This Is How America Would Wage a Nuclear War Against North Korea

A B-2 Stealth Bomber performs a flyover at the 126th Rose Parade in Pasadena, California

It is time to think about the unthinkable.

If Trump’s words are taken at face value and a nuclear first strike is a real option that he is considering, the U.S. Air Force’s fleet of twenty Northrop B-2 Spirit stealth bombers will likely have to shoulder the burden. “We haven't had tactical nukes in the fleet since the Bush I administration, so no first strike will come from the sea,” James R. Holmes, professor of strategy at the U.S. Naval War College—speaking in a personal capacity—told The National Interest. “An ICBM or SLBM strike could be misinterpreted by China and Russia as against them, so that's probably out as well. My guess would be that USAF bombers, probably B-2s, would carry out the mission.”

As for conventional options, the B-2 can carry a pair of 30,000 pound GBU-57A/B Massive Ordnance Penetrator bombs, but the U.S. Air Force only has a handful of those weapons in its inventory. It is not clear if there are enough GBU-57s available to substantially damage the North Korean nuclear program, let alone destroy it.

“On the conventional side, there are bunker-busting munitions. We're back to the USAF as the primary executor of the operation, with THAAD and Aegis ships providing the defense against missile launches,” Holmes said. “How effective bunker busters would be would depend on how many sites need to be struck, how deep and extensive the bunkers are, and whether we could concentrate enough fire on them to do the job.”

Davenport agreed that the United States has conventional military options—but there is no guarantee of success. Moreover, North Korea could retaliate with its road-mobile ballistic missiles, which are designed to ride out a first strike by dispersing.

“The United States has non-nuclear options in the region for targeting North Korea’s nuclear assets, such as airstrikes and cruise missiles,” Davenport said. “But while a conventional strike would be less devastating, there is still no guarantee that the United States would hit all of Korea’s nuclear assets. The U.S. has fewer intelligence options at its disposal in North Korea, and Pyongyang has mobile nuclear-capable missiles that are more difficult to track.”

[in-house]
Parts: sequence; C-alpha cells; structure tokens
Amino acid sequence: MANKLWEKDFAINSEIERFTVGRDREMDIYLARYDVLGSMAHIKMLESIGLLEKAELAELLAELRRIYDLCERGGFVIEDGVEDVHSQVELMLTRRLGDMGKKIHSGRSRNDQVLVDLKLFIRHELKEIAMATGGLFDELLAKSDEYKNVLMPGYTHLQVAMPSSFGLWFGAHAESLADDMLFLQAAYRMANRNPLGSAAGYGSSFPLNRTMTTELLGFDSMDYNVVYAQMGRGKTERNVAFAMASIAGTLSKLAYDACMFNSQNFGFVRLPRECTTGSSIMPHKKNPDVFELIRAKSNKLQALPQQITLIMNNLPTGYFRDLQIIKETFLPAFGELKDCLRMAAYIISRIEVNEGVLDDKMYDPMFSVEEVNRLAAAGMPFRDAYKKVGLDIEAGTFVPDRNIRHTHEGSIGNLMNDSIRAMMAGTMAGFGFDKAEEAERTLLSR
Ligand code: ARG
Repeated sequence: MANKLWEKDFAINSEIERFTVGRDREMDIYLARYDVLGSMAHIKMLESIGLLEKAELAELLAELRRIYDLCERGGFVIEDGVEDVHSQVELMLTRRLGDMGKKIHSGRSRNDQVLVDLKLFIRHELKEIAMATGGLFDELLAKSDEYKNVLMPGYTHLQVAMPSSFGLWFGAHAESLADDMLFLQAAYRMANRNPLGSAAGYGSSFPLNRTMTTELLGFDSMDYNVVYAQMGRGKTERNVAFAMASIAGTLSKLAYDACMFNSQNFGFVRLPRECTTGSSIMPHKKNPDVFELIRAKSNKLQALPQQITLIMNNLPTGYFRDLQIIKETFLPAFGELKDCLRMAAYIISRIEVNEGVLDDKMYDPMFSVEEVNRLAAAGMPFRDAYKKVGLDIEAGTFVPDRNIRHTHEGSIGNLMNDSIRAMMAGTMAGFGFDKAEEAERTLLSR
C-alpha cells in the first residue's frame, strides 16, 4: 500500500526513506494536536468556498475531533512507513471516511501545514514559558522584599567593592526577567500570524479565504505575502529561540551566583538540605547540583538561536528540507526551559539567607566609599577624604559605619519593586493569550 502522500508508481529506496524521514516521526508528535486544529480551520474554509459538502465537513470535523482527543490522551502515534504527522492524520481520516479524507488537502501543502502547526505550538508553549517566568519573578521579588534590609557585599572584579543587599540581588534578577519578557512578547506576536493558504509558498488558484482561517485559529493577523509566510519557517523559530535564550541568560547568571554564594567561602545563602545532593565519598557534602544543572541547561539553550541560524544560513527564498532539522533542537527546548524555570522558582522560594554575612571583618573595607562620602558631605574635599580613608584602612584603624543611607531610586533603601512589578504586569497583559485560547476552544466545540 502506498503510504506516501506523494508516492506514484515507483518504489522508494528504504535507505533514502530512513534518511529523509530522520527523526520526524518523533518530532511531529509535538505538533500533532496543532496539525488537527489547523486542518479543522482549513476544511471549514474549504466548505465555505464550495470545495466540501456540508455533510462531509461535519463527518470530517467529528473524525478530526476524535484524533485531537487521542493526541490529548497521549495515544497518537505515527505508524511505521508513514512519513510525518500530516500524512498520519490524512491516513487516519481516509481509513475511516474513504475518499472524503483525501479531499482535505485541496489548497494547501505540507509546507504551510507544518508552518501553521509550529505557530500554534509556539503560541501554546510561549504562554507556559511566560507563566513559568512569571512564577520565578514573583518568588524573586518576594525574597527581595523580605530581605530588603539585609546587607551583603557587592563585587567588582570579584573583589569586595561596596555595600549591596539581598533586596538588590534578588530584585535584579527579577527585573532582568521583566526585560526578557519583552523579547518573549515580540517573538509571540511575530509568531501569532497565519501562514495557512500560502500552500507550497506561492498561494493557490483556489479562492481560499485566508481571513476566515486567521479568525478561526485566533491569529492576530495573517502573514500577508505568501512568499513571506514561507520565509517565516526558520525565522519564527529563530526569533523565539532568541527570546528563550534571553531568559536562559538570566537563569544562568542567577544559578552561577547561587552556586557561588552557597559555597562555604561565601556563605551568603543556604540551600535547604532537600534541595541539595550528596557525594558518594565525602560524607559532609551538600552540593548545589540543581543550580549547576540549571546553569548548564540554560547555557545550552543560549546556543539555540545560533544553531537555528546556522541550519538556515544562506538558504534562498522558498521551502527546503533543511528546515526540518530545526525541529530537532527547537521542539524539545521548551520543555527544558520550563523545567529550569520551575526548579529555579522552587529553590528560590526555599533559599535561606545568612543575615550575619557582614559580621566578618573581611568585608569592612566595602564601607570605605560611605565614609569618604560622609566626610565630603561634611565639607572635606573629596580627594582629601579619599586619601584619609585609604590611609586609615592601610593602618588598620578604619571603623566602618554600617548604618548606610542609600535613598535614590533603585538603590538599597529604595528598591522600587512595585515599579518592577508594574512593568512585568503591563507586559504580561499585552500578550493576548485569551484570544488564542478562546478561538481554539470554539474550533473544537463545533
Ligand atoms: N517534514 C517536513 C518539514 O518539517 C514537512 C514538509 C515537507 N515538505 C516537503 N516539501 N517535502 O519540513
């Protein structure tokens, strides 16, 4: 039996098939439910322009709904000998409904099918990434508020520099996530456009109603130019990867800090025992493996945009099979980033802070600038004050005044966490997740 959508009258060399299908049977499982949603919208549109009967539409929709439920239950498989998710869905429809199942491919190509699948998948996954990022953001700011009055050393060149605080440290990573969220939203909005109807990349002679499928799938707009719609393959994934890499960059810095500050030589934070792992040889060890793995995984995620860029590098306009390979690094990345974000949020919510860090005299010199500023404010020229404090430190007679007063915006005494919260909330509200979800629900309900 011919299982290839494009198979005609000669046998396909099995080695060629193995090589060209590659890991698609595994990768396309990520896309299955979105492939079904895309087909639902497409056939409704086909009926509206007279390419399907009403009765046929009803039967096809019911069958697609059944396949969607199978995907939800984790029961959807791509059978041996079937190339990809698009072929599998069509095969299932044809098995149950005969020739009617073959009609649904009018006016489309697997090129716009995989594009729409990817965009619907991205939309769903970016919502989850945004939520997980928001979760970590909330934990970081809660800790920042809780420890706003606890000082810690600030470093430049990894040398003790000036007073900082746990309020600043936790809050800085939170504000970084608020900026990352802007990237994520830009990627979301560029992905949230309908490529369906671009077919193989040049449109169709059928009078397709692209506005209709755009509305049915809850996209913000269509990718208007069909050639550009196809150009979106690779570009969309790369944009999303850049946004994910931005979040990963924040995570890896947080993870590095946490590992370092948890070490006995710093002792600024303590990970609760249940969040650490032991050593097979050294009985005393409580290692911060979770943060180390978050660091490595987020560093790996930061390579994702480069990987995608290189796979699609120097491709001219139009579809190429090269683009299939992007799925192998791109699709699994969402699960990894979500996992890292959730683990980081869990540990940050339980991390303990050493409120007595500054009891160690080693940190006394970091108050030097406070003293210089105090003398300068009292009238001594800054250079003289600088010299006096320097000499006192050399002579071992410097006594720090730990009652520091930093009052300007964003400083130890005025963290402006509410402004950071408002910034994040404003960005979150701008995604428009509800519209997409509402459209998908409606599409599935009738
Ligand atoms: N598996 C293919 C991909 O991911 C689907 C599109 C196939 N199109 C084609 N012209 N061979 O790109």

Even if Trump were to resort to the nuclear option, there are questions as to how effective such an attack would be. “I guess the answer depends on how you define effective,” Holmes said. “One imagines we could take out the program with nukes, but at what cost? Even apart from the obvious loss of life and material damage, you're talking about nuking a country that is centrally located among American allies and prospective foes.”

In fact, the collateral damage to the United States’ network of alliances and Washington’s standing in the world could be catastrophic. “There would be a very real prospect of breaking our alliances with Japan and South Korea and assuring permanent enmity from China and Russia,” Holmes said. “We would also place our position as guarantor of the international order in jeopardy. As you suggest, it's hard for an international pariah to lead by example. So my answer would be: a first strike wouldn't be effective even if it worked. The returns don't justify the enormous costs.”

Another factor to consider is that a military attack that is intended to disarm North Korea’s nuclear forces might actually prompt a nuclear retaliation. “If the North Korean regime thought is nuclear deterrent was at risk, either from a nuclear or conventional strike, Pyongyang might miscalculate and launch its own nuclear weapons,” Davenport said. “A nuclear exchange of any size would have devastating regional consequences. Even a strike targeted solely at taking out North Korea’s intercontinental ballistic missiles runs the risk of being misinterpreted by Pyongyang as part of a larger military operation.”

Indeed, as former director of national intelligence, retired Air Force Lt. Gen. James Clapper told CNN, North Korea is looking at the world in strict realist terms. Pyongyang—from its vantage point—is surrounded by enemies that are overwhelmingly more powerful than it is. The Kim regime’s only trump card against those foes are their nuclear weapons. Because the survival of the Kim regime is dependent on their nuclear capability, Pyongyang will never give up those weapons under any circumstances. Thus, America’s best response is containment and deterrence. “We need to have dialogue with them,” Clapper told CNN. “But accept the fact they are a nuclear power."

Dave Majumdar is the defense editor for The National Interest. You can follow him on Twitter: @Davemajumdar.

Image: Reuters

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